Phil America Flies Immigrant Flags on the Border Wall
"The essence of the American Dream"
The Statue of Liberty has long symbolized America as a land of immigrants, but with the recent surge of xenophobic nationalism, another image has surpassed it: the (fucking) wall. As a commentary on this seismic shift, California-based artist Phil America has transformed a small portion of the 650-mile long wall into a temporary art gallery for his latest works. America collected the clothing worn by undocumented immigrants as they were crossing the border and used the fabric to create re-imagined collages of American flags, which were then framed behind glass and mounted on the wall. The colorful garments present a distinct contrast to the rusted, imposing barrier.
“The idea of borders is archaic and divisive and nationalist,” says America. “For me, it is about building something new and beautiful, which is the essence of the American Dream.”
America began hanging the artwork in Tecate, California, not far from San Diego. On the Mexican side of the wall is a busy city filled with the sounds of laughing children, but on the U.S. side, there’s not much but silent desert. The nocturnal images he took while installing the art, lit only by car headlights, evoke the feeling of clandestine risk that migrants must face as they attempt to cross.
It took America six months to complete the project, but he kicked it into high gear on the day of Donald Trump’s inauguration. He had met a mother who undertook the dangerous journey across the border with her daughters. She then introduced him to others who had crossed recently and needed help. America collected new clothing and some simple household items and exchanged them for their old garments, which he used to create the flags. “When you cross you can only take a few possessions, so most people cross with only the clothes on their back,” America says.
As if the current wall weren’t a powerful enough symbol as it stands, a central promise of President Trump’s campaign was to construct a brand new “big, beautiful wall.” But this attempt to prevent immigrants from crossing the border may not even help improve the situation for American workers. Economists have pointed to the not too distant past, at the end of the Bracero Program. From 1942 to 1964, migrant workers from Mexico were offered the same protections as local workers, but terminating the program did nothing to improve employment or wages for Americans in the states affected by it. In terms of Trump’s proposed new wall, internal estimates of the building costs range from $5 billion to $21.6 billion. Though Trump has said he’d tax Mexican imports to pay for it, that move could backfire by raising prices for the goods within the United States, leaving American consumers to foot part of the bill. (On the campaign trail Trump also outlined a host of other options, like seizing remittances and fees on visas and border crossings.) Republicans in Congress have actually considering paying for the wall out of pocket with no definite means of recouping the costs.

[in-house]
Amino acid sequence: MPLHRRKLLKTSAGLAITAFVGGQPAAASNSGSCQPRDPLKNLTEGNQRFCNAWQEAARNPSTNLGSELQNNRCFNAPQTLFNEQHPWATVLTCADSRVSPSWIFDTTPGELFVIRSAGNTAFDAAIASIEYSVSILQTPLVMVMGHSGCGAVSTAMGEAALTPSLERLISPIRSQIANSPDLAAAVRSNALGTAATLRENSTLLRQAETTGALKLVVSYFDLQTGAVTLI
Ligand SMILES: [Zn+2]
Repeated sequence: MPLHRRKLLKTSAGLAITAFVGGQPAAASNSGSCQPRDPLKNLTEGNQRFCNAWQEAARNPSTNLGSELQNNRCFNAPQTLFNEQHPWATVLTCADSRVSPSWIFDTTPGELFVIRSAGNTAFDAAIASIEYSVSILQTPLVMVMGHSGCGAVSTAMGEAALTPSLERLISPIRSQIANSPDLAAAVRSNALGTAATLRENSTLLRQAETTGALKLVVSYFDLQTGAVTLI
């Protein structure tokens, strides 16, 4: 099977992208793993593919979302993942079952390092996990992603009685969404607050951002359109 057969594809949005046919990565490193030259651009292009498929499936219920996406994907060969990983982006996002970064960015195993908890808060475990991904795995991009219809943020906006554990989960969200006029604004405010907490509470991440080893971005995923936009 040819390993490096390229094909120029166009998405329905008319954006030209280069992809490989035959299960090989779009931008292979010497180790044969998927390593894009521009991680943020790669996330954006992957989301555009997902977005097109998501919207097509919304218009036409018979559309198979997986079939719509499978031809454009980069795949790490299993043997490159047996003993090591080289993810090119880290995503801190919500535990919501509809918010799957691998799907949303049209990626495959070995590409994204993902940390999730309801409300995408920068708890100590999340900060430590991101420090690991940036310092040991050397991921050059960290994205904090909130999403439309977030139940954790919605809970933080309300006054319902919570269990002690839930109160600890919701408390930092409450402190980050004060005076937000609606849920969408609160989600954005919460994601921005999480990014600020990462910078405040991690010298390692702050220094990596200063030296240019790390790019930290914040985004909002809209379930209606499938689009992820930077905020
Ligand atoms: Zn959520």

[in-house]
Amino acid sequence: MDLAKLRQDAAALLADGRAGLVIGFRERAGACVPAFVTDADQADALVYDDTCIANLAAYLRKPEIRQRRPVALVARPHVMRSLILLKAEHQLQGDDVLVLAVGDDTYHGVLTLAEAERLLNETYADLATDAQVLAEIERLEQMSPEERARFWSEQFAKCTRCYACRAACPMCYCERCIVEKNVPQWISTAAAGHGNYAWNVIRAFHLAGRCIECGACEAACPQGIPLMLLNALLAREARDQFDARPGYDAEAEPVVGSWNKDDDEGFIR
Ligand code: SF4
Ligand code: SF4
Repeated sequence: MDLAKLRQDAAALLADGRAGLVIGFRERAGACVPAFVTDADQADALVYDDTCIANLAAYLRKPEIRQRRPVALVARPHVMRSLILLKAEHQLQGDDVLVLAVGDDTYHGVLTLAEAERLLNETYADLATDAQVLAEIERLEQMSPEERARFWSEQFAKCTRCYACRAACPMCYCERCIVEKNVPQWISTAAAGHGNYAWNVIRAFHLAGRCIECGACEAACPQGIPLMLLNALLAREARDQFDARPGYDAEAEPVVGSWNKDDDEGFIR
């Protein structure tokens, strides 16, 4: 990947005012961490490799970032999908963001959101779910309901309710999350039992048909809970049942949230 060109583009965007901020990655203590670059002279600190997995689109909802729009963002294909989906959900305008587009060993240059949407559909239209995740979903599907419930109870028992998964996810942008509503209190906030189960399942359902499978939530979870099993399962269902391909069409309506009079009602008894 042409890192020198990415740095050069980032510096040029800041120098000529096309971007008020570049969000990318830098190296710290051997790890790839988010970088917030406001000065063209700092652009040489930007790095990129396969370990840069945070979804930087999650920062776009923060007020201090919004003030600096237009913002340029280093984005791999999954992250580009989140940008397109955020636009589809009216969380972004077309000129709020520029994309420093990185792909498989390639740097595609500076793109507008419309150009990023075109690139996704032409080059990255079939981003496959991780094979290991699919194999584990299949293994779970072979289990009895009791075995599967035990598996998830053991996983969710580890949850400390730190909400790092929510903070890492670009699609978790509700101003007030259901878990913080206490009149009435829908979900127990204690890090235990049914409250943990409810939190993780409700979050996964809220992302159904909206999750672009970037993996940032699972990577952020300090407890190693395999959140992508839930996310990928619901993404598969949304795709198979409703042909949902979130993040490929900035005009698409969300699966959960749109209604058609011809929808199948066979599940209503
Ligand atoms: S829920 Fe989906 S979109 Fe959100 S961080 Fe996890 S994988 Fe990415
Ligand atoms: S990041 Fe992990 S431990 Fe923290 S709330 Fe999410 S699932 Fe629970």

And the fate of those trying to cross the border that end up detained can be both expensive and grim. Mothers with children who make the journey in hopes of asylum from crime and violence can be kept for months at a time, and sometimes over a year. At one immigrant detention center in Texas, crayons were banned. At another in Arizona, unaccompanied minors were penned inside chain link fences topped with razor wire. Beyond the fact that these are families, not real security threats, the whole process is a deep financial burden. The U.S. Government Accountability Office found in 2014 that general detention costs were around 15 times higher than alternatives like supervised release on bond. Family detention costs even more.
“This is usually thought of as a faceless problem,” says America explains. “There is rhetoric of illegal immigrants being called ‘murderers and rapists,’ but I want to work to humanize and ultimately give empathy to their story.”
It should be noted that America’s border flag project began under President Obama, who earned the nickname “Deporter-in-Chief.” Of course, the new administration has unveiled plans that expand both the types and the number of people to be detained and deported. Last month Trump signed an executive order calling for the construction of new detention centers and the hiring of thousands of new immigration agents. While the average number of those detained in 2016 was over 30,000 a day, the Trump administration aims to increase that number to 80,000. It’s no surprise stock prices for private prison companies soared following Trump’s election. And some of these privately owned facilities have troubling records, including one detention center in Texas where the detainees rioted over rotten food, overcrowding, and poor medical care before it was shut down last year.
Phil America’s installation is the most recent project in his Unauthorized Galleries series. The last one focused on gun violence, popping up in an abandoned Brooklyn subway station last year. Other artists have also used the border as a gallery, albeit on the Mexican side, with work ranging from life-size Día de Muertos dolls scaling the wall, to wooden crosses placed in memory of those who died making the journey, to colorful scenery meant to combat the wall’s foreboding presence. On the U.S. side, the fate of America’s work is unknown. After hanging the flags and taking photos, he leaves the work to be claimed by the elements–or the border agents.